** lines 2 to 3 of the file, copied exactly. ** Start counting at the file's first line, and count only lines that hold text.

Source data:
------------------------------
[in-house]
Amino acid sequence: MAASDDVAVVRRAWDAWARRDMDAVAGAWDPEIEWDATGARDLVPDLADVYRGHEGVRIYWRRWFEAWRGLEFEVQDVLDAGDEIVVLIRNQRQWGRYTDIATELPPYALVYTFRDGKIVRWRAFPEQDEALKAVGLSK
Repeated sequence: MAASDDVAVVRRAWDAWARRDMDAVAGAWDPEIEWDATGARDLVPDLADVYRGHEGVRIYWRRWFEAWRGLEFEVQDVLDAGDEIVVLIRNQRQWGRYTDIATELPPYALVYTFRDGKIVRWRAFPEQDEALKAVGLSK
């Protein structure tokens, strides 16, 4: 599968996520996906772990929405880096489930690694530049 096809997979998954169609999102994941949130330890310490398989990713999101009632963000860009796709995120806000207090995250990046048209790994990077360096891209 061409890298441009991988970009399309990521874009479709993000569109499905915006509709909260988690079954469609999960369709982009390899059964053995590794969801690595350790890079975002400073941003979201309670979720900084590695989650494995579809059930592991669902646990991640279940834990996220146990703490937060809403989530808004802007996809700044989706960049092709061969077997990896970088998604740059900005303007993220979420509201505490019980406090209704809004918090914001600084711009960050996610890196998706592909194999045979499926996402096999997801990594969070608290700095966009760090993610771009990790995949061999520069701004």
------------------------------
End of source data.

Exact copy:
Amino acid sequence: MAASDDVAVVRRAWDAWARRDMDAVAGAWDPEIEWDATGARDLVPDLADVYRGHEGVRIYWRRWFEAWRGLEFEVQDVLDAGDEIVVLIRNQRQWGRYTDIATELPPYALVYTFRDGKIVRWRAFPEQDEALKAVGLSK
Repeated sequence: MAASDDVAVVRRAWDAWARRDMDAVAGAWDPEIEWDATGARDLVPDLADVYRGHEGVRIYWRRWFEAWRGLEFEVQDVLDAGDEIVVLIRNQRQWGRYTDIATELPPYALVYTFRDGKIVRWRAFPEQDEALKAVGLSK